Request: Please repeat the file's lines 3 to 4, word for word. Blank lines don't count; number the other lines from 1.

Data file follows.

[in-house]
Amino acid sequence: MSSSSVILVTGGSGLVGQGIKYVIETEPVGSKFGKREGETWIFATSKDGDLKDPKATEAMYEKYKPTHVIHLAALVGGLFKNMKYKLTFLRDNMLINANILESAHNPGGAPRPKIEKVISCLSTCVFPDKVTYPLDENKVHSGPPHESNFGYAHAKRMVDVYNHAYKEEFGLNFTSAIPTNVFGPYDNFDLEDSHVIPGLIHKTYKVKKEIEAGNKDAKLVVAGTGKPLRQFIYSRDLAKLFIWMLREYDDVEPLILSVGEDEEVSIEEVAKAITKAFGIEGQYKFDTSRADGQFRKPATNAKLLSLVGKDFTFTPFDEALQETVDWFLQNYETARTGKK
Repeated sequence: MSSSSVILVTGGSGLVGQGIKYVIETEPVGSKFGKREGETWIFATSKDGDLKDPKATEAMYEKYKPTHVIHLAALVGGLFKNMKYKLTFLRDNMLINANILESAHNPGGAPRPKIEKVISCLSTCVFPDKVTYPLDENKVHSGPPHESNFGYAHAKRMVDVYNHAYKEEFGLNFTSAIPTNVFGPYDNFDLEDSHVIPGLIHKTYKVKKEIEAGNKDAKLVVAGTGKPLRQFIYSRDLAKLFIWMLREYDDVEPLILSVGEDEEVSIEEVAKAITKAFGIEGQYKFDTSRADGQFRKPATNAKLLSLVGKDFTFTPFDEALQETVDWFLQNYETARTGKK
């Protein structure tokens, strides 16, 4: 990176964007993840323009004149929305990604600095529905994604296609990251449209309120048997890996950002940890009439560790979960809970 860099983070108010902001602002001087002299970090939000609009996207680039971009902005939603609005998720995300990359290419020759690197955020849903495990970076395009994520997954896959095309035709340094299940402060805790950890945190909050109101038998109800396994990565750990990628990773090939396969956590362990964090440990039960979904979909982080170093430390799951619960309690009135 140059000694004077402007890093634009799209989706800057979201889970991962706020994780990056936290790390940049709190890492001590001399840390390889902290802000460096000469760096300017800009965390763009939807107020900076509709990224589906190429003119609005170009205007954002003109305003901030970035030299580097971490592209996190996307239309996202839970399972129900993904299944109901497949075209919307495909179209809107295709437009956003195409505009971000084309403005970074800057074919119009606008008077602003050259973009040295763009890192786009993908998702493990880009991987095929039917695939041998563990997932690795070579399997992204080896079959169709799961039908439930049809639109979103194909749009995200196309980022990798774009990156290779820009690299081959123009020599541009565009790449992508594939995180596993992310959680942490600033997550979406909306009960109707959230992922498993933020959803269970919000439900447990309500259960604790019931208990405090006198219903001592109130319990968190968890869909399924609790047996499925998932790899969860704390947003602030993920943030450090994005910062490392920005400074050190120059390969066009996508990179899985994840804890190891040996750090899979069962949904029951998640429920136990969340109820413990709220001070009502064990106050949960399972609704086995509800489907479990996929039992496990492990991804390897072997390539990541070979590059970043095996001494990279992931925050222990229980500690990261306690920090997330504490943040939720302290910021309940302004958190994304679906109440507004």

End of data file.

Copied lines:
Repeated sequence: MSSSSVILVTGGSGLVGQGIKYVIETEPVGSKFGKREGETWIFATSKDGDLKDPKATEAMYEKYKPTHVIHLAALVGGLFKNMKYKLTFLRDNMLINANILESAHNPGGAPRPKIEKVISCLSTCVFPDKVTYPLDENKVHSGPPHESNFGYAHAKRMVDVYNHAYKEEFGLNFTSAIPTNVFGPYDNFDLEDSHVIPGLIHKTYKVKKEIEAGNKDAKLVVAGTGKPLRQFIYSRDLAKLFIWMLREYDDVEPLILSVGEDEEVSIEEVAKAITKAFGIEGQYKFDTSRADGQFRKPATNAKLLSLVGKDFTFTPFDEALQETVDWFLQNYETARTGKK
């Protein structure tokens, strides 16, 4: 990176964007993840323009004149929305990604600095529905994604296609990251449209309120048997890996950002940890009439560790979960809970 860099983070108010902001602002001087002299970090939000609009996207680039971009902005939603609005998720995300990359290419020759690197955020849903495990970076395009994520997954896959095309035709340094299940402060805790950890945190909050109101038998109800396994990565750990990628990773090939396969956590362990964090440990039960979904979909982080170093430390799951619960309690009135 140059000694004077402007890093634009799209989706800057979201889970991962706020994780990056936290790390940049709190890492001590001399840390390889902290802000460096000469760096300017800009965390763009939807107020900076509709990224589906190429003119609005170009205007954002003109305003901030970035030299580097971490592209996190996307239309996202839970399972129900993904299944109901497949075209919307495909179209809107295709437009956003195409505009971000084309403005970074800057074919119009606008008077602003050259973009040295763009890192786009993908998702493990880009991987095929039917695939041998563990997932690795070579399997992204080896079959169709799961039908439930049809639109979103194909749009995200196309980022990798774009990156290779820009690299081959123009020599541009565009790449992508594939995180596993992310959680942490600033997550979406909306009960109707959230992922498993933020959803269970919000439900447990309500259960604790019931208990405090006198219903001592109130319990968190968890869909399924609790047996499925998932790899969860704390947003602030993920943030450090994005910062490392920005400074050190120059390969066009996508990179899985994840804890190891040996750090899979069962949904029951998640429920136990969340109820413990709220001070009502064990106050949960399972609704086995509800489907479990996929039992496990492990991804390897072997390539990541070979590059970043095996001494990279992931925050222990229980500690990261306690920090997330504490943040939720302290910021309940302004958190994304679906109440507004």